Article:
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  • Zenab Shafiq

An Open Letter to Students in Healthcare Professions

On the first day of organic chemistry during my junior year, the professor spent the entire lecture telling us about how hard organic chemistry is, how many hours we would have to dedicate to studying for it, and that he only gives out a couple of A’s every semester. I had heard a lot of rumors about organic chemistry being the hardest class ever. I was scared. And to top it off, he said that if we didn’t get an A in this class, we should consider other options (rather than applying to medical school) and to not even bother asking him for a recommendation letter. I went home that first day and spent hours and hours thinking about the words he said. Am I really smart enough? I started to doubt myself more than ever. I became quiet in class, didn’t sit in the front like I normally would and struggled more as a result. I wasn’t getting the grades I wanted and after a month of utter frustration, I asked some of the “smart” people what they’re doing to study. Their study methods matched up completely with what I was doing. The only difference between us was our confidence. Once I had figured this out, it was difficult to change the impression I had already created. I don’t remember much of junior year now, other than studying endlessly, thinking that I’m not smart and having extreme emotional reactions to every bad quiz grade I got. I did end up getting the grades I wanted, but I learned a lot from this nightmare that was organic chemistry. 


Everything you’ve heard about organic chemistry is a lie. In fact, pre-med culture itself is full of lies. There are too many lies for me to get into right now so I’m going to stick to a few. Your grades don’t depend on how ‘smart” you are but do depend on your study habits and self concept.  If you go into a class with the mindset that you cannot get an A, you probably won’t. And if you truly believe that you will, you probably will. This is not to say that you don’t need to study, but it does mean that your mindset will change who you are in class. It will also motivate you and make you more resilient when you get a grade you don’t want. This isn’t as easy as it sounds and it actually takes a lot of practice, but the best way to start is to just constantly remind yourself that you are capable and you are smart. You deserve to be in that class, and any other science class, just as much as everyone else.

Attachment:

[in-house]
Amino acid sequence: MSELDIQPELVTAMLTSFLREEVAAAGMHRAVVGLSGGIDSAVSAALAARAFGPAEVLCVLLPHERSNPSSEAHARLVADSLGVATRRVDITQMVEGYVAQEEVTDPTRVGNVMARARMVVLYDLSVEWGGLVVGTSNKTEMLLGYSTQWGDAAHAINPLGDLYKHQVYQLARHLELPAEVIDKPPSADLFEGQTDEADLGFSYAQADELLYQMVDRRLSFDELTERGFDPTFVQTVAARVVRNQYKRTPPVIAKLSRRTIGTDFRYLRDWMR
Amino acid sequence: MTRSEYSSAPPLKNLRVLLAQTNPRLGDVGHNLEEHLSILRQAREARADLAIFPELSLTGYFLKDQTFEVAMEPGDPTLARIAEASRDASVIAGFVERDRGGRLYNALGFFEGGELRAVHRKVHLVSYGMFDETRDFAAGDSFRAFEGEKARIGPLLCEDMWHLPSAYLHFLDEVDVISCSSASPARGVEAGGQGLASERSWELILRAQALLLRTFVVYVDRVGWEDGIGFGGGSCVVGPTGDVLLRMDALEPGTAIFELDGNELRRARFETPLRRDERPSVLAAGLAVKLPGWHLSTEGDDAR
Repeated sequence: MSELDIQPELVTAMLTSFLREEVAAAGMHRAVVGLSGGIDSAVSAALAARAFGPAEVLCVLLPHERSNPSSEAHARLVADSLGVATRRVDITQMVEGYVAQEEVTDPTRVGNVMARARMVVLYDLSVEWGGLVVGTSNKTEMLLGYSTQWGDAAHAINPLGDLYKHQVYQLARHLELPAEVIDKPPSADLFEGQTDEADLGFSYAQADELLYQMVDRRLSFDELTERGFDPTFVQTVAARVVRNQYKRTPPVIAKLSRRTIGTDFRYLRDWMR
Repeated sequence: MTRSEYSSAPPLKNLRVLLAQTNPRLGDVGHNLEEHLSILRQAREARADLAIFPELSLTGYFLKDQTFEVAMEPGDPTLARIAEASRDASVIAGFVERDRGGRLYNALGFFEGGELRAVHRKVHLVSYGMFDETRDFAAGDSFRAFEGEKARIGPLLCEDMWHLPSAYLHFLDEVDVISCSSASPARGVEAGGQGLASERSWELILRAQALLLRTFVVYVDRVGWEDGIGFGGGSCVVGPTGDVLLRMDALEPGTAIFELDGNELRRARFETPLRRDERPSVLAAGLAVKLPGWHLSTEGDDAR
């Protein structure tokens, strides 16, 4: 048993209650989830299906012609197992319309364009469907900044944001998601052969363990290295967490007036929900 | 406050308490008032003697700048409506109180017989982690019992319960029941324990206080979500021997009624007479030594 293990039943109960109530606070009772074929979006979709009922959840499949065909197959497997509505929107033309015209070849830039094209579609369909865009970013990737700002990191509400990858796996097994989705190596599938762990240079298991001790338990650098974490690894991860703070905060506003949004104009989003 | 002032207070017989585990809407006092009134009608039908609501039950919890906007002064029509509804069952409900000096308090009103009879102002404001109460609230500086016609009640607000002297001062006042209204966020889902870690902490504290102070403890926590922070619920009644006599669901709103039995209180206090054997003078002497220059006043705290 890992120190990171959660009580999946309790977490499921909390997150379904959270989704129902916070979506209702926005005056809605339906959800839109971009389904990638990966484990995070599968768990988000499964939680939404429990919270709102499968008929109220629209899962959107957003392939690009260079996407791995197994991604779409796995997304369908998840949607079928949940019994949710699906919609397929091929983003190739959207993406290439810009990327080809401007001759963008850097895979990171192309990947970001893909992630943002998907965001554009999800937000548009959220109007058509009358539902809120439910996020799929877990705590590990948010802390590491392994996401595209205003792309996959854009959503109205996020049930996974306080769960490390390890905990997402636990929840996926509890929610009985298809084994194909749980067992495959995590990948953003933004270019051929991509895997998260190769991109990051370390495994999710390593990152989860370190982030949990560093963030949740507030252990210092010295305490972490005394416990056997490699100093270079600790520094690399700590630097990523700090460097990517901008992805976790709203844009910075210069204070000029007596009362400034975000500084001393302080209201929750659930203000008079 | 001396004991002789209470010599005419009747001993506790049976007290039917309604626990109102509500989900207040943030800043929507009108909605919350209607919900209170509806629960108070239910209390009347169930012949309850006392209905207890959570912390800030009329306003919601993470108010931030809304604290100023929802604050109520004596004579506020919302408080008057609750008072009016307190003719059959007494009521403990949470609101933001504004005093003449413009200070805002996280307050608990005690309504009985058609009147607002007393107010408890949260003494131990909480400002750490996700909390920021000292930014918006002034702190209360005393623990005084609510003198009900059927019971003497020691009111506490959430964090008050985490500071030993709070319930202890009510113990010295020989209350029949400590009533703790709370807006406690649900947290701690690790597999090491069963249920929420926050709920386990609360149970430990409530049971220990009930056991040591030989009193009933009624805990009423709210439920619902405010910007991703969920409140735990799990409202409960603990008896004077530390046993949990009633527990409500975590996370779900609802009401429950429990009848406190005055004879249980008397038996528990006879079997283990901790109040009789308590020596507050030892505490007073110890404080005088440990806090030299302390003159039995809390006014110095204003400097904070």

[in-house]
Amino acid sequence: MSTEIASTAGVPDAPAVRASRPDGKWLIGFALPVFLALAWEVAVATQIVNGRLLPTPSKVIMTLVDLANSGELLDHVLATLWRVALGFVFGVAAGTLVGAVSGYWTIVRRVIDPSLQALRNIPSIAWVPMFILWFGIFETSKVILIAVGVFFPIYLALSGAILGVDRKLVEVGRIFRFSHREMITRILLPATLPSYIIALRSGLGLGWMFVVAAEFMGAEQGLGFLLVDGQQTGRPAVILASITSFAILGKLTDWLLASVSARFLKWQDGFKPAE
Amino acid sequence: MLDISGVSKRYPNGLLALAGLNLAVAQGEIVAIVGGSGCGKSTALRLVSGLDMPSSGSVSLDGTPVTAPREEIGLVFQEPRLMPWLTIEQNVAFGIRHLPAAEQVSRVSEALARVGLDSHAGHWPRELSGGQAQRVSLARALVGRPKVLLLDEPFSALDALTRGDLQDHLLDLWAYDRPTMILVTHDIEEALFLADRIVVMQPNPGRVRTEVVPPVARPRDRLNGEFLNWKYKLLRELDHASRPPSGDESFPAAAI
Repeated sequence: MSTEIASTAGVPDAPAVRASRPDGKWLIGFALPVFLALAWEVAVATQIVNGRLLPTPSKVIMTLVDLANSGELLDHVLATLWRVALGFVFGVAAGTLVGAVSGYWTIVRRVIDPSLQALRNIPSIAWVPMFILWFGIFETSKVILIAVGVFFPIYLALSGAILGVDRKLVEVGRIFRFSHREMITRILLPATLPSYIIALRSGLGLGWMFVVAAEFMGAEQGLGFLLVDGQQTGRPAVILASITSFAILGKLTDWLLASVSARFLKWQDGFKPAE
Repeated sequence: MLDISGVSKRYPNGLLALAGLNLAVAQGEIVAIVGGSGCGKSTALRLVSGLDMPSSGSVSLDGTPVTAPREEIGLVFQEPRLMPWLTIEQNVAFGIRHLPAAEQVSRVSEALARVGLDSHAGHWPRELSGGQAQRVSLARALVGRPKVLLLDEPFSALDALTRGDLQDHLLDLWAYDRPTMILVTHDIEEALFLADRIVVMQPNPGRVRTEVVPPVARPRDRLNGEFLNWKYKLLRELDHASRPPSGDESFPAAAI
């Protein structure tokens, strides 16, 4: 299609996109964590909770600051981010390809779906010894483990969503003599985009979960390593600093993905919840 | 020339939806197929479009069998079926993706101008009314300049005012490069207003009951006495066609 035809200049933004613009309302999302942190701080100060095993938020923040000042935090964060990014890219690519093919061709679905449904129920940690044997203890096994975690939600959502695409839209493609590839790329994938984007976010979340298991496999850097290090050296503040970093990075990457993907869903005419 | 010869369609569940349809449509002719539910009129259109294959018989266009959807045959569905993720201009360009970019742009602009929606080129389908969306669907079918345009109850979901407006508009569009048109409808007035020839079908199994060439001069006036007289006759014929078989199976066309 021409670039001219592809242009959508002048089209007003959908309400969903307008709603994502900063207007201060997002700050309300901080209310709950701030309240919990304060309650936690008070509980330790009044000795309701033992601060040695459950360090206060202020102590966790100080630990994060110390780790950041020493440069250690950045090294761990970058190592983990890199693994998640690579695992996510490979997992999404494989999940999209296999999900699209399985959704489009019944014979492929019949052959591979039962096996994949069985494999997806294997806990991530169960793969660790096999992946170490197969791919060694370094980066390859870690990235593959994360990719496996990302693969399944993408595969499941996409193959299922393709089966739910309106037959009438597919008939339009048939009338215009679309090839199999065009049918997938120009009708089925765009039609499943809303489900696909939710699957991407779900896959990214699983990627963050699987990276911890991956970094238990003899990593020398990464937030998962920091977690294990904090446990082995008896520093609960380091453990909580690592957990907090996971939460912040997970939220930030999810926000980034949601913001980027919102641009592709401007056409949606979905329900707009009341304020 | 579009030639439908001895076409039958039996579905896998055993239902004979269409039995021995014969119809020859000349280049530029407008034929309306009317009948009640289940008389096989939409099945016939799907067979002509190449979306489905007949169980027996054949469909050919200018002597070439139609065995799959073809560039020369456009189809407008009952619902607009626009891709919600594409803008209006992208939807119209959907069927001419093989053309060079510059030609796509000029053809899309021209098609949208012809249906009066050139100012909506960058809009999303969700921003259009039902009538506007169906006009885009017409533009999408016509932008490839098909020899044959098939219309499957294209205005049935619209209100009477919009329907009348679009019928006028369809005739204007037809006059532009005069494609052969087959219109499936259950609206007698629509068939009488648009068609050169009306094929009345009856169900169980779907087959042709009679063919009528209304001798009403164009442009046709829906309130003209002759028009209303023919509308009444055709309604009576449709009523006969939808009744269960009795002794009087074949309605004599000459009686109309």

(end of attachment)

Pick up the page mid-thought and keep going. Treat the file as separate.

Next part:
The second lie here is that getting anything less than an A will prevent you from getting into medical school. If you know the application process then it’s easy to understand why this isn’t true. But basically, one science class does not make up your entire science gpa. It’s a cumulative average of all the science you have taken in undergrad. And this is just one tiny part of the whole application. There are many, many factors that go into the decision making. 


The third lie is that as a pre-med, you have to constantly be working or studying. There is a saying “work smart, not hard,” and this applies to being a pre-med student. If you’re spending 10 hours a day, every single day, sitting at a desk, studying for your classes, you are doing it wrong. Studying all day everyday is definitely not how you should define your productivity. Sleeping the right amount and giving yourself time to rest and eat also makes you productive. The “grind” culture that we believe in right now is extremely toxic and isn’t helping us at all. So let’s change it and start taking time off, unapologetically when we need it. Let’s stop romanticizing the idea of being unstable, busy and sleep deprived and instead, romanticize the idea of taking care of ourselves and having a fulfilling life, even in the process. 



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